Realtor Damon Williamson doesn’t think the tiny Tudor cottage at 5206 Merrimac Ave. has been updated for probably half a century. And then his client bought the house four years ago.
Built in 1930, the two-bed, two-bath property in Greenland Hills was in poor condition. It needed new plumbing and electrical. The floors needed replacing. The garage “was very, very close to disrepair,” Williamson says, with rotting siding, dirt patches and no drywall.
“When [the owner] purchased, the house was a complete renovation and had to be brand new,” says Williamson.
The owner stripped the house down to the studs and likely spent around $140,000 to put it back together, Williamson says. The garage has been cleaned and updated and a rolling door has been added. The exterior trim on the front of the house has been painted or replaced. A new front door and double glazed windows have been installed. Inside, the owner vaulted the ceiling in the living room, installed tile in the sunroom, gutted the kitchen, and remodeled the master bathroom.
He added all new landscaping including a new sprinkler system, flowers and a crape myrtle in the back yard. “Everything you see around the front of the house is brand new,” Williamson says, “all the beds, all the flowers, all the bushes.”
Due to the changes, few features of the home are original, Williamson says. The owner has preserved the details of the stained glass on the facade windows. The fireplace is original, but at some point it was covered and is no longer functional. “I raised my hand when we first looked at the house and it’s solid,” Williamson says. “Everything up there is solid.” Someone could fix it if they wanted to, or use it as a more decorative piece, he says.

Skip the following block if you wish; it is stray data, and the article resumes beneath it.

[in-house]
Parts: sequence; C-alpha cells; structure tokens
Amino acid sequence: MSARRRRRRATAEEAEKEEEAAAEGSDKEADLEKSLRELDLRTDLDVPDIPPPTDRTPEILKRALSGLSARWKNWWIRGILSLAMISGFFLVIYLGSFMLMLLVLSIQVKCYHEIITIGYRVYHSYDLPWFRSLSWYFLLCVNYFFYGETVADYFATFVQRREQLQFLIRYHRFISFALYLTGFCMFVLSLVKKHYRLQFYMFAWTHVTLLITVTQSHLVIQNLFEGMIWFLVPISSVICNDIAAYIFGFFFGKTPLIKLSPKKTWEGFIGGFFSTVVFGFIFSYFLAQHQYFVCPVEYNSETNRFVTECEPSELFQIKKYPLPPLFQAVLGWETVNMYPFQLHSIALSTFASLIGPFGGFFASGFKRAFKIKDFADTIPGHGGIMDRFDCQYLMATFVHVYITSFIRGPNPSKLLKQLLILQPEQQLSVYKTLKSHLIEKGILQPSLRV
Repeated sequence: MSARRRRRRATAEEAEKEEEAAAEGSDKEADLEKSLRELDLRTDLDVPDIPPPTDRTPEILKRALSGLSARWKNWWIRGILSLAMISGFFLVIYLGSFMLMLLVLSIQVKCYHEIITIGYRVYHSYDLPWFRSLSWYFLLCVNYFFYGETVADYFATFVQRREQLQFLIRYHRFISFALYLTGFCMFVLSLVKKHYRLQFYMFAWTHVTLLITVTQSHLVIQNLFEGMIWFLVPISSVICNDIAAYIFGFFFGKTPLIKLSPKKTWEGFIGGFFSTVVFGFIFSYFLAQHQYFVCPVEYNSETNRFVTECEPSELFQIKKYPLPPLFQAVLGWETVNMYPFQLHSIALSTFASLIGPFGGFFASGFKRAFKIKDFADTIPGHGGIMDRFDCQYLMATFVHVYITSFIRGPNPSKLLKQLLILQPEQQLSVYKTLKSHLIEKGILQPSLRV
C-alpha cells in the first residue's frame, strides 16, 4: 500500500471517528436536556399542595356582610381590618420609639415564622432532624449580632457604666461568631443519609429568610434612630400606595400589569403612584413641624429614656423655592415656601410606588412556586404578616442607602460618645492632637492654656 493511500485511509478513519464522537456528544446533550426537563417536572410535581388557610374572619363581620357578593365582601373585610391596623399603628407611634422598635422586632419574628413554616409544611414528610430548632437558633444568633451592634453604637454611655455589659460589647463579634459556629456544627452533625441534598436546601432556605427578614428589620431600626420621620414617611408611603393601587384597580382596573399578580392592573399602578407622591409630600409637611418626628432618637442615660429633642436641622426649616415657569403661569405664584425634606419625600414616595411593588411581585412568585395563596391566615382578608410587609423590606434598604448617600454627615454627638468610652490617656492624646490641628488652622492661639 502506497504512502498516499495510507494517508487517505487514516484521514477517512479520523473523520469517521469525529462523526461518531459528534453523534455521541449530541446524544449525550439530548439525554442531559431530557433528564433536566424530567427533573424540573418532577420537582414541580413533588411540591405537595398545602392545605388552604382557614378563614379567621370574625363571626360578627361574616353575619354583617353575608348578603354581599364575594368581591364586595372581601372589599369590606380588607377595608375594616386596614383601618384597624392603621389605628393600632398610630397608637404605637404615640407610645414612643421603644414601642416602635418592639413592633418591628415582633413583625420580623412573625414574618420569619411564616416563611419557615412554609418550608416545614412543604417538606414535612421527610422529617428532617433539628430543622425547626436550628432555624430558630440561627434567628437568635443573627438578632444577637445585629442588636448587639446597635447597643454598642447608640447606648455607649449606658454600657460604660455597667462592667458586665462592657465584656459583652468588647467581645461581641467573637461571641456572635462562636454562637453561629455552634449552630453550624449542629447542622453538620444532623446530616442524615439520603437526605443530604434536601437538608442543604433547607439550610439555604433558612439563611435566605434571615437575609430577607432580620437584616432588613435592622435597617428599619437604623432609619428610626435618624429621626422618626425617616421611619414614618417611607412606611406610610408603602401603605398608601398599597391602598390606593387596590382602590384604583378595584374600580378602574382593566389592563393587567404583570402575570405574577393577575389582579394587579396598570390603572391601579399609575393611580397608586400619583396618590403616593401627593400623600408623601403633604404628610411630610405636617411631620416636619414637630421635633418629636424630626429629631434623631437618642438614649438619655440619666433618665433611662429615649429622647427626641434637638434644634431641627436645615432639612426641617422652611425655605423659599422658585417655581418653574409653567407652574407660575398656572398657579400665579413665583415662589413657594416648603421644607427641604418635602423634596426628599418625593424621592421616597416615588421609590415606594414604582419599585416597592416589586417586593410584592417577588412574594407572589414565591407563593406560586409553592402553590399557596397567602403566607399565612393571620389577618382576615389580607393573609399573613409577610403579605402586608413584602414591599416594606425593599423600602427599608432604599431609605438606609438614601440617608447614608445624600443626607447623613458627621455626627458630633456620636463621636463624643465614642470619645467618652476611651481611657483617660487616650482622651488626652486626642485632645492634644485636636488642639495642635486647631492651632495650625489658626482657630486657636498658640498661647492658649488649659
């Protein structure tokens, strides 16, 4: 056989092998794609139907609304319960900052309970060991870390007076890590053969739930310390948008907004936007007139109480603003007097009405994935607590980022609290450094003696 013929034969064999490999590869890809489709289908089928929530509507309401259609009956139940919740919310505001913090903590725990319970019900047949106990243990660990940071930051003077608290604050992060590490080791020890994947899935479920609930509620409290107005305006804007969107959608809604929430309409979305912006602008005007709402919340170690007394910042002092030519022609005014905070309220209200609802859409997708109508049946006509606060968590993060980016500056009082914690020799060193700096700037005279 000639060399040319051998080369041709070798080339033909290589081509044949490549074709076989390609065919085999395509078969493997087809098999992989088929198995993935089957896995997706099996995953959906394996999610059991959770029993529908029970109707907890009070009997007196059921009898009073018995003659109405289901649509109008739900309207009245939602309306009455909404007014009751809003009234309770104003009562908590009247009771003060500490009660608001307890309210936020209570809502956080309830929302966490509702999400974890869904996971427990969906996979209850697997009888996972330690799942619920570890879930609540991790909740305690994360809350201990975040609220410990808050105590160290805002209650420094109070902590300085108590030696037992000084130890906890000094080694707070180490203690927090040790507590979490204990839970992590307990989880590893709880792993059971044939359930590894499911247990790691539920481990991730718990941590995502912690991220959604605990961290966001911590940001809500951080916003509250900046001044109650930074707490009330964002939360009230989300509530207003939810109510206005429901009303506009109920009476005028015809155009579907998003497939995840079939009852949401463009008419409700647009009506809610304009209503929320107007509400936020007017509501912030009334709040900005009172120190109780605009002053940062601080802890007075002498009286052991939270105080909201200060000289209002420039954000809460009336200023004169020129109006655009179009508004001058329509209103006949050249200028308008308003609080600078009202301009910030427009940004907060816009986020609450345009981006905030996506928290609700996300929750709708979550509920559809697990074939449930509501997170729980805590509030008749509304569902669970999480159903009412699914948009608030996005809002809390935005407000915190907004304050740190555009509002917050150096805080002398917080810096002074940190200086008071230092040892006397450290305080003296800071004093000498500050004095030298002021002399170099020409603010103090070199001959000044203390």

“The architecture is, in essence, the same” as well. The owner kept the same window placement and floor plan for the most part, in addition to opening up the kitchen and dining room and vaulting the ceiling in the living room. The high ceiling is unusual for a one-story home, Williamson says, and he likes the spaciousness of the space. “You don’t have to do anything weird to make your furniture look normal.”
Also, the charming front facade is the same, just cleaned up. Some of the other historic homes in the area have “really unusual, wonky front facades,” Williamson says, thanks to additions and renovations over the years that have Frankensteined architectural styles. The Merrimac Cottage still has the classic Tudor look, true to the era it was built, but with modern comforts inside.
“It’s just a pretty house,” Williamson says, which is a big selling point. Its location is also ideal. This is a “true M Streets” home, the property has easy access to Central Expressway, Mockingbird and Lower Greenville. It is close to Mockingbird Elementary, as well as restaurants, bars, and shops. The street itself doesn’t get a ton of through traffic, and lots of people walk their dogs, push strollers, and jog.
“It’s a very intimate neighborhood feel,” Williamson says. “I love this neighborhood.”
Scroll through the gallery to see more of the house.
Catherine Wendlandt is an associate online editor for Magazine D‘s Living and Home and Garden blogs, where she covers all…